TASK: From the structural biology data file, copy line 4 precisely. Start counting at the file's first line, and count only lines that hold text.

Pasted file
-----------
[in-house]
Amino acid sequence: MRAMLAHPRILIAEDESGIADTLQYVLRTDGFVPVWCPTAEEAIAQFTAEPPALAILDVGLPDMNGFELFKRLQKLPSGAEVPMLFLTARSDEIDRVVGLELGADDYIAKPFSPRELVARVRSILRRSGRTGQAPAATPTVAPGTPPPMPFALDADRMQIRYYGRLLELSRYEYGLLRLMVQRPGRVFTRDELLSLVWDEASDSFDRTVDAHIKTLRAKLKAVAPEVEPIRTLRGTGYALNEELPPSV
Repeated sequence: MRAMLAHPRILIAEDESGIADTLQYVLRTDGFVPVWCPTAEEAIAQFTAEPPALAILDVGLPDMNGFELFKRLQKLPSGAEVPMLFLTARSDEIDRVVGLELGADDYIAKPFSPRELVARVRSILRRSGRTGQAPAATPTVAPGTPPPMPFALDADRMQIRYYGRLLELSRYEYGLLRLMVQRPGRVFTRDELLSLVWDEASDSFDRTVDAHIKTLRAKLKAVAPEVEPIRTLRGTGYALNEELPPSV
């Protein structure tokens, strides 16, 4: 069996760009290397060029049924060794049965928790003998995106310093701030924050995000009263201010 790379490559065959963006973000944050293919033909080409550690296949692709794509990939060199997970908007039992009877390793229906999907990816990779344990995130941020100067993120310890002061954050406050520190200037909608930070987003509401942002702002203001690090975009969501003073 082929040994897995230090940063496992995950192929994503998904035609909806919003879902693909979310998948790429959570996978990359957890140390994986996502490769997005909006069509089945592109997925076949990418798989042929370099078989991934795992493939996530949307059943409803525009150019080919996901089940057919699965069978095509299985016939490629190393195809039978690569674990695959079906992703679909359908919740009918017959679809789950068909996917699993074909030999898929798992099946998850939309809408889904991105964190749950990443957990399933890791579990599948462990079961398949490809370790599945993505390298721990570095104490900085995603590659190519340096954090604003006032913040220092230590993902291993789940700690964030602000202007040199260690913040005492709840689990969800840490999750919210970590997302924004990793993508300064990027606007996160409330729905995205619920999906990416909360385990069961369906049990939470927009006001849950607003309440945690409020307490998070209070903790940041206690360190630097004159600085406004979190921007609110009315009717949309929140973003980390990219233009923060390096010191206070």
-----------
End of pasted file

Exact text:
């Protein structure tokens, strides 16, 4: 069996760009290397060029049924060794049965928790003998995106310093701030924050995000009263201010 790379490559065959963006973000944050293919033909080409550690296949692709794509990939060199997970908007039992009877390793229906999907990816990779344990995130941020100067993120310890002061954050406050520190200037909608930070987003509401942002702002203001690090975009969501003073 082929040994897995230090940063496992995950192929994503998904035609909806919003879902693909979310998948790429959570996978990359957890140390994986996502490769997005909006069509089945592109997925076949990418798989042929370099078989991934795992493939996530949307059943409803525009150019080919996901089940057919699965069978095509299985016939490629190393195809039978690569674990695959079906992703679909359908919740009918017959679809789950068909996917699993074909030999898929798992099946998850939309809408889904991105964190749950990443957990399933890791579990599948462990079961398949490809370790599945993505390298721990570095104490900085995603590659190519340096954090604003006032913040220092230590993902291993789940700690964030602000202007040199260690913040005492709840689990969800840490999750919210970590997302924004990793993508300064990027606007996160409330729905995205619920999906990416909360385990069961369906049990939470927009006001849950607003309440945690409020307490998070209070903790940041206690360190630097004159600085406004979190921007609110009315009717949309929140973003980390990219233009923060390096010191206070």